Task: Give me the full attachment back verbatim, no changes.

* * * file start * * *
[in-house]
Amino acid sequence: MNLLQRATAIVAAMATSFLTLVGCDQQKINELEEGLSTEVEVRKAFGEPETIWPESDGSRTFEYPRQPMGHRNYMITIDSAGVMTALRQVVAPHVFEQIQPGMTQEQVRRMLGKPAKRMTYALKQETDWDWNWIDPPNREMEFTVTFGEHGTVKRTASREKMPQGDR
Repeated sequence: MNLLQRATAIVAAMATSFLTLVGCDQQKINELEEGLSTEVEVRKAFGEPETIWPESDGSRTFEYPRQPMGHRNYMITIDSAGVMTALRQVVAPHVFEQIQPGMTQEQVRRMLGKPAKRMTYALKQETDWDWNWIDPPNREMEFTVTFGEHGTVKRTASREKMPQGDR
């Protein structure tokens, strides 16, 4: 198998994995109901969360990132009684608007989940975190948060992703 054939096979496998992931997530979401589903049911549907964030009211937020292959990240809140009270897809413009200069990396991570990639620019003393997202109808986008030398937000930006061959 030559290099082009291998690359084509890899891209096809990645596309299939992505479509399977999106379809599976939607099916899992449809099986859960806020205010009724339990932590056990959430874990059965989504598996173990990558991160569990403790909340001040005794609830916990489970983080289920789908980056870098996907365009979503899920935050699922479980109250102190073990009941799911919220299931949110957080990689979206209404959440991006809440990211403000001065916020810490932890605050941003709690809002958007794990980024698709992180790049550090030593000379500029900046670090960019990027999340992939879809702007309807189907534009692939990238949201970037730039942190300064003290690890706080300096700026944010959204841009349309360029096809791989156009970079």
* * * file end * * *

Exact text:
[in-house]
Amino acid sequence: MNLLQRATAIVAAMATSFLTLVGCDQQKINELEEGLSTEVEVRKAFGEPETIWPESDGSRTFEYPRQPMGHRNYMITIDSAGVMTALRQVVAPHVFEQIQPGMTQEQVRRMLGKPAKRMTYALKQETDWDWNWIDPPNREMEFTVTFGEHGTVKRTASREKMPQGDR
Repeated sequence: MNLLQRATAIVAAMATSFLTLVGCDQQKINELEEGLSTEVEVRKAFGEPETIWPESDGSRTFEYPRQPMGHRNYMITIDSAGVMTALRQVVAPHVFEQIQPGMTQEQVRRMLGKPAKRMTYALKQETDWDWNWIDPPNREMEFTVTFGEHGTVKRTASREKMPQGDR
């Protein structure tokens, strides 16, 4: 198998994995109901969360990132009684608007989940975190948060992703 054939096979496998992931997530979401589903049911549907964030009211937020292959990240809140009270897809413009200069990396991570990639620019003393997202109808986008030398937000930006061959 030559290099082009291998690359084509890899891209096809990645596309299939992505479509399977999106379809599976939607099916899992449809099986859960806020205010009724339990932590056990959430874990059965989504598996173990990558991160569990403790909340001040005794609830916990489970983080289920789908980056870098996907365009979503899920935050699922479980109250102190073990009941799911919220299931949110957080990689979206209404959440991006809440990211403000001065916020810490932890605050941003709690809002958007794990980024698709992180790049550090030593000379500029900046670090960019990027999340992939879809702007309807189907534009692939990238949201970037730039942190300064003290690890706080300096700026944010959204841009349309360029096809791989156009970079």